With every cover of “Little Women” turned, readers have been greeted with the same scene. It’s Christmas time and the March sisters haven’t the money for presents. With this predicament weighing heavily, the sisters take turns spinning through their options, revealing just enough to offer a snow-globe’s glance into the distinct personalities that have, over generations, served as faithful guides along the journey from adolescence to womanhood.
Penned by Louisa May Alcott in 1868, “Little Women” continues to find audiences eager for these nuanced portrayals of girlhood — a depiction that was lacking in popular literature when Alcott was approached to write the tale. The story has since been adapted for the stage, screen and page, while also garnering the adoration of luminaries such as Simone de Beauvoir, Elena Ferrante and Gloria Steinem.
Yet when asked by her publisher to write the book, Alcott hesitated. In a diary entry, Alcott writes that she “never liked girls or knew many, except my sisters,” going on to note that the sisters’ “queer plays and experiences may prove interesting, though I doubt it.”
As it turned out, the trials of Alcott and her sisters, who informed the creation of March siblings Meg, Jo, Beth and Amy, did pique the interest of audiences. Originally published in two parts, the story took popular culture by storm, selling out its original 2,000 print-run shortly after it landed on the shelves.
“I think that ‘Little Women’ — and actually the real Alcott family who are the models for the March family — embody a spirit that people really identify with no matter what culture or age,” said Jan Turnquist, executive director of the Orchard House, where Alcott wrote the novel. “And that is the idea of personal agency and sort of perseverance through whatever life brings. And also a sense that you don’t have to be perfect. You can be flawed. You can make mistakes. You can fix those or at least find a way to continue on beyond the mistakes. It’s very, very uplifting to think that way.”
Since its publication, the title has not gone out of print once — a feat that Lynn Lobash, the New York Public Library’s associate director of reader services, attributes to themes central to the novel, which she describes as “the role of women in family, society and gender stereotypes.” Echoing Lobash, Susanne Simpson, executive producer of Masterpiece (which recently adapted the book for PBS), stated that the book endures because of its “humanity and universal truths, such as love, grief and courage.”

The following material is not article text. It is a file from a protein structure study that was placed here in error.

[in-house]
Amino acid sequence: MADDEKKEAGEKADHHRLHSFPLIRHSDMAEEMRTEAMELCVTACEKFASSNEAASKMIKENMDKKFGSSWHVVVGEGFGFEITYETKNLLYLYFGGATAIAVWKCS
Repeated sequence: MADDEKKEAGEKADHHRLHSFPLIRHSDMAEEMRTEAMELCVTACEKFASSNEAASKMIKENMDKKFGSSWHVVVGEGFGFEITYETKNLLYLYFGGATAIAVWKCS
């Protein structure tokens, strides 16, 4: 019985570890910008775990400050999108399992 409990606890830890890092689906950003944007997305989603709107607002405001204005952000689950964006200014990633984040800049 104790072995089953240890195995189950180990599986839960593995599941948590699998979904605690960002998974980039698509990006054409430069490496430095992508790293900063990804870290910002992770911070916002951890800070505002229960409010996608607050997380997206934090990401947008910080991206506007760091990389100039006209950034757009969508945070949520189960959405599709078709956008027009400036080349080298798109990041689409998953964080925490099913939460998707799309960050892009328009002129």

“One can return again and again to the story over the course of a lifetime and find something new that resonates,” Simpson continued. “And the character of Jo March is so appealing because of her fierce independent spirit and persistent desire to voice her ideas through her writing.”
Though context has changed throughout the years, the March sisters have served as stewards of these themes. Anne Boyd Rioux, author of the book “Meg, Jo, Beth, Amy,” proposed that part of the novel’s endurance can be traced to the March sisters’ struggle to find their place in society as women with ambitions outside of what is strictly expected of them.
“The story is not really dated,” Rioux said. “The trappings might be a bit different — maybe they do different things, they wear different clothes. But the struggles they’re going through are the same things we still go through now.”
But how audiences have engaged with the text, Rioux explained, has evolved over time, taking on new meanings as it finds its way into new generations.
“For me, you can see how the cultural context really shapes how people approach a book,” Rioux said. “And because this book has been adapted so many times — it’s been on stage; it’s been made into an opera, a musical. It’s been made into films, to various mini-series. … It’s one of those stories that has taken on a larger life beyond what Louisa May Alcott ever envisioned.”
Arguably, the various adaptations over the years have helped to sustain the momentum of the book and bring it into cultural awareness anew. With the recent release of Greta Gerwig’s adaptation, the New York Public Library has seen a slight uptick in checkouts of the book (though, a representative noted that the title typically sees spikes throughout the year, particularly when students head back to school in September). At Orchard House, Turnquist stated that she believes interest in is also up, and she expects that to only increase with the film’s release. And Rioux posited that while readership of the book has been decreasing over the years, she believes the film will help introduce new readers to the fold.
“Both ways of experiencing this story are important, certainly for the cultural life of a text like this,” Rioux said. “If a book isn’t adapted into films, it doesn’t have as much saturation into the culture; it doesn’t seep into the culture as much. And this is a story and these are characters who, I think, are such important touchstones for women that they deserve that larger cultural treatment. And they definitely deserve this masterful piece of art that Greta Gerwig has produced.”
While reviews for Gerwig’s adaptation continue to roll in, the film has already been lauded for its cinematic acheivements and its portrayal of Jo March, who stands as a fictionalized version of Alcott. In her version, Gerwig eschews heavy focus on the romantic plot line often central to film adaptations to elevate Jo’s drive to become a writer.
“I thought [the film] had a very modern message about finding your way in the world and not giving up on your dreams, the things that you want to pursue,” Rioux said about Gerwig’s nuanced depiction of the book’s central conflicts. “And really about how difficult it is to tell stories about women that aren’t solely directed at finding them a man, that aren’t just about romance.”
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